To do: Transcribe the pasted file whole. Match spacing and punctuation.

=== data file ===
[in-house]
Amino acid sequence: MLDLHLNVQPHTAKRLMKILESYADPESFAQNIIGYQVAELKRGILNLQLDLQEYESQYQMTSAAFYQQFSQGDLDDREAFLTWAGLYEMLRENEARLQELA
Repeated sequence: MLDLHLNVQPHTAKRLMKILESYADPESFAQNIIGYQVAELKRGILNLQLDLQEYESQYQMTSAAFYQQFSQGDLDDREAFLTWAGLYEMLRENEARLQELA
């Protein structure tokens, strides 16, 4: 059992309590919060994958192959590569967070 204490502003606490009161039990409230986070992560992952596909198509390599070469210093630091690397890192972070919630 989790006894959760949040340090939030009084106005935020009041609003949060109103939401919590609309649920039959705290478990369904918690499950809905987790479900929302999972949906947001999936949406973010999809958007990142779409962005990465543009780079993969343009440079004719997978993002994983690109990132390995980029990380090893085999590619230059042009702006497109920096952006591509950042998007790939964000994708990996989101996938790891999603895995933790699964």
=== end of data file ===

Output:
[in-house]
Amino acid sequence: MLDLHLNVQPHTAKRLMKILESYADPESFAQNIIGYQVAELKRGILNLQLDLQEYESQYQMTSAAFYQQFSQGDLDDREAFLTWAGLYEMLRENEARLQELA
Repeated sequence: MLDLHLNVQPHTAKRLMKILESYADPESFAQNIIGYQVAELKRGILNLQLDLQEYESQYQMTSAAFYQQFSQGDLDDREAFLTWAGLYEMLRENEARLQELA
């Protein structure tokens, strides 16, 4: 059992309590919060994958192959590569967070 204490502003606490009161039990409230986070992560992952596909198509390599070469210093630091690397890192972070919630 989790006894959760949040340090939030009084106005935020009041609003949060109103939401919590609309649920039959705290478990369904918690499950809905987790479900929302999972949906947001999936949406973010999809958007990142779409962005990465543009780079993969343009440079004719997978993002994983690109990132390995980029990380090893085999590619230059042009702006497109920096952006591509950042998007790939964000994708990996989101996938790891999603895995933790699964």